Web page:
A. In patients without target organ damage, an observational period of 3-6 months on lifestyle
modification is recommended
B. Monotherapy can lower the blood pressure to < 140/90 mmHg in 40-60% of cases
C. Increasing the dose of the initial drug is an option if patient shows response but target BP is not
achieved
D. Monotherapy should be continued for at least 6 months before a second drug can be added
E. Substituting the drug with another class is recommended when the drug is not tolerated
TOPIC 4: DIAGNOSIS AND MANAGEMENT OF STAGE 2 HYPERTENSION &
RESISTANT HYPERTENSION

1. For patients with stage 2 hypertension, the target blood pressure of < 140/90 mmHg is
recommended if they have:
A. History of tobacco smoking
B. Diabetes mellitus
C. Chronic kidney disease
D. Central obesity
E. Cardiovascular disease

2. Below is/are the recommended antihypertensive combination(s) for patients with stage 2
hypertension and heart failure:
A. β-blocker + ACEi
B. β-blocker + CCB
C. CCB + ACEi
D. ACEI + diuretic
E. ARB + diuretic

3. The following statement(s) is/are true with regards to resistant hypertension:


A. It is defined when a patient’s BP is > 140/90 mmHg on 3 antihypertensive agents including a
diuretic at near maximal dose
B. Non-compliance to medication must be excluded
C. The commonest cause is secondary hypertension

PRE-TEST AND POST-TEST QUESTIONNAIRE (MCQs)


D. Excessive salt intake is a contributing factor
E. Specialist referral is required in suspected cases of renal artery stenosis

TOPIC 5: DIAGNOSIS AND MANAGEMENT OF STAGE 3 HYPERTENSION

1. A 48-year-old woman is evaluated for hypertension. Physical examination showed BP: 182/86
mmHg. She does not give history of headaches. Fundoscopy showed that she has Grade 3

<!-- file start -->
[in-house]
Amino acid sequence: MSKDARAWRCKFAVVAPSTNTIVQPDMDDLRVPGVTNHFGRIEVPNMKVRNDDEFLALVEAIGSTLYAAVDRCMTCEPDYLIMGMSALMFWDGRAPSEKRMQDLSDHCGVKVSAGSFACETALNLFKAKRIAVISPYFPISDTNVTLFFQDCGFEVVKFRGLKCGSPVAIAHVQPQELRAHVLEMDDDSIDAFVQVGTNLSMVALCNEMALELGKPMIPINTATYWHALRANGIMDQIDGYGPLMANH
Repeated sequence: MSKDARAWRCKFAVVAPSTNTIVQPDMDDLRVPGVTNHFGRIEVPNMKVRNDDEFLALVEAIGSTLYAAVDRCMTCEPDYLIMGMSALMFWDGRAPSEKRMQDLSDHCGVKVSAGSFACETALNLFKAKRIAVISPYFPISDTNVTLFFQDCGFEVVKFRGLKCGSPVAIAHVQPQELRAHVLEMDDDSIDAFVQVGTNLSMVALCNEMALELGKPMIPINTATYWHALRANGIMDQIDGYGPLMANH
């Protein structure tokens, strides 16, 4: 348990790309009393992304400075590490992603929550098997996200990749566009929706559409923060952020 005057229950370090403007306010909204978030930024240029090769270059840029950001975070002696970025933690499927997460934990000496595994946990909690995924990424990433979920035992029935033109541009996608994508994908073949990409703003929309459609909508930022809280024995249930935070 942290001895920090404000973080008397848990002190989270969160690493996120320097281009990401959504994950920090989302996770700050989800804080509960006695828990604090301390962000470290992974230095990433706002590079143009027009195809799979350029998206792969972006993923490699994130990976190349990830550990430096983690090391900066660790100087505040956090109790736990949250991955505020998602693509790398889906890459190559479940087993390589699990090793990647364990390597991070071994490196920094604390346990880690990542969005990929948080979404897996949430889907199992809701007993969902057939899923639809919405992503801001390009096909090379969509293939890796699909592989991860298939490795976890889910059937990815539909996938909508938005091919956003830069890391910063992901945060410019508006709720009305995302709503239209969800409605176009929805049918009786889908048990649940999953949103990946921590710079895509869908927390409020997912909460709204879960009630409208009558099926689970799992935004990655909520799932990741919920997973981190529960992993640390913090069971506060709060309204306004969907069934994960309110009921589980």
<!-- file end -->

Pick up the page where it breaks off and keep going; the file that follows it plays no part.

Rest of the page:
Hypertensive retinopathy. Her home blood pressure measurements remain the same results as
above. Which of the following statement(s) is/are true :
A. She is having Hypertensive Urgencies
B. Patient can be reassured of her blood pressure readings
C. She needs to be referred to the nearest hospital for initiating antihypertensive agent
D. She can be managed as outpatient with just home blood pressure monitoring
E. She may need hospital admission if her blood pressure remains elevated after 30 minutes of rest

TRAINING MODULE FOR HEALTH CARE PROVIDERS


2. A 56-year-old man was diagnosed with essential hypertension 6 months ago. His blood MANAGEMENT OF HYPERTENSION (3rd Edition)
pressure remained elevated at average 174/110 mmHg. He was taking Tablet Amlodipine 5
mg daily. His blood pressure today in the clinic is 172/112 mmHg. He denied of having any
headache or blurring of vision. There were no hypertensive retinopathy changes in his eyes. Which
of the following statement(s) is/are most appropriate for the patient at the current situation?
A. He must be referred to the hospital today for further evaluation of his blood pressure readings
B. Advice him to continue to comply with his current medicine
C. He has Stage 3 Hypertension
D. We should ask for symptoms of limb weakness.
E. We would order Urine microalbumin test

3. The following statement(s) is/are correct regarding the management of Stage 3 Hypertension: